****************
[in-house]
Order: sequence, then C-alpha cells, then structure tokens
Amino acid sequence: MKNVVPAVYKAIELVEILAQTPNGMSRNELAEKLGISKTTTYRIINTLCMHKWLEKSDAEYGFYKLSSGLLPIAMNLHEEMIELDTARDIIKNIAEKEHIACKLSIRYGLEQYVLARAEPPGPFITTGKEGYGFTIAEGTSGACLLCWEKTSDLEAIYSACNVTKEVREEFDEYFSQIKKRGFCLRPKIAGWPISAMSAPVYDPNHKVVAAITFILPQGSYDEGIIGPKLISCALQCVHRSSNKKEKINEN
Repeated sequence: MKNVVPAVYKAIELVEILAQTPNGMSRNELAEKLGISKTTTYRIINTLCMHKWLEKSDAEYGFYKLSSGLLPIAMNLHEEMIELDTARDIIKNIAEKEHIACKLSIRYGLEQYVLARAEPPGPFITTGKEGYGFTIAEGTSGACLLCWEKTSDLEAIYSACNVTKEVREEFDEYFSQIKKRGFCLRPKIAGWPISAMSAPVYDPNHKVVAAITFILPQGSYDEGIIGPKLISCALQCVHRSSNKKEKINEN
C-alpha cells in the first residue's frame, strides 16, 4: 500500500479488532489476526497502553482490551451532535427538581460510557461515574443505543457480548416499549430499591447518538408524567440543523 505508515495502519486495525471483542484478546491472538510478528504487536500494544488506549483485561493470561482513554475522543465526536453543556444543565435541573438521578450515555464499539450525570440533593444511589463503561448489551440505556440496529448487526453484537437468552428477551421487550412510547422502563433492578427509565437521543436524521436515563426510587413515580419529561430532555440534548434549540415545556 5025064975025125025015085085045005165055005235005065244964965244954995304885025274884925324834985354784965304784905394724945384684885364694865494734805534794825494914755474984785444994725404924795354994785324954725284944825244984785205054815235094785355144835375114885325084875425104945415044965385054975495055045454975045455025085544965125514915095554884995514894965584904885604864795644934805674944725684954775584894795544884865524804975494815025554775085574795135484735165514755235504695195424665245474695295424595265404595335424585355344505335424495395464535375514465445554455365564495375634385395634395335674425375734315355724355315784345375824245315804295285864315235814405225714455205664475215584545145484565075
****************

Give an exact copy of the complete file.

[in-house]
Order: sequence, then C-alpha cells, then structure tokens
Amino acid sequence: MKNVVPAVYKAIELVEILAQTPNGMSRNELAEKLGISKTTTYRIINTLCMHKWLEKSDAEYGFYKLSSGLLPIAMNLHEEMIELDTARDIIKNIAEKEHIACKLSIRYGLEQYVLARAEPPGPFITTGKEGYGFTIAEGTSGACLLCWEKTSDLEAIYSACNVTKEVREEFDEYFSQIKKRGFCLRPKIAGWPISAMSAPVYDPNHKVVAAITFILPQGSYDEGIIGPKLISCALQCVHRSSNKKEKINEN
Repeated sequence: MKNVVPAVYKAIELVEILAQTPNGMSRNELAEKLGISKTTTYRIINTLCMHKWLEKSDAEYGFYKLSSGLLPIAMNLHEEMIELDTARDIIKNIAEKEHIACKLSIRYGLEQYVLARAEPPGPFITTGKEGYGFTIAEGTSGACLLCWEKTSDLEAIYSACNVTKEVREEFDEYFSQIKKRGFCLRPKIAGWPISAMSAPVYDPNHKVVAAITFILPQGSYDEGIIGPKLISCALQCVHRSSNKKEKINEN
C-alpha cells in the first residue's frame, strides 16, 4: 500500500479488532489476526497502553482490551451532535427538581460510557461515574443505543457480548416499549430499591447518538408524567440543523 505508515495502519486495525471483542484478546491472538510478528504487536500494544488506549483485561493470561482513554475522543465526536453543556444543565435541573438521578450515555464499539450525570440533593444511589463503561448489551440505556440496529448487526453484537437468552428477551421487550412510547422502563433492578427509565437521543436524521436515563426510587413515580419529561430532555440534548434549540415545556 5025064975025125025015085085045005165055005235005065244964965244954995304885025274884925324834985354784965304784905394724945384684885364694865494734805534794825494914755474984785444994725404924795354994785324954725284944825244984785205054815235094785355144835375114885325084875425104945415044965385054975495055045454975045455025085544965125514915095554884995514894965584904885604864795644934805674944725684954775584894795544884865524804975494815025554775085574795135484735165514755235504695195424665245474695295424595265404595335424585355344505335424495395464535375514465445554455365564495375634385395634395335674425375734315355724355315784345375824245315804295285864315235814405225714455205664475215584545145484565075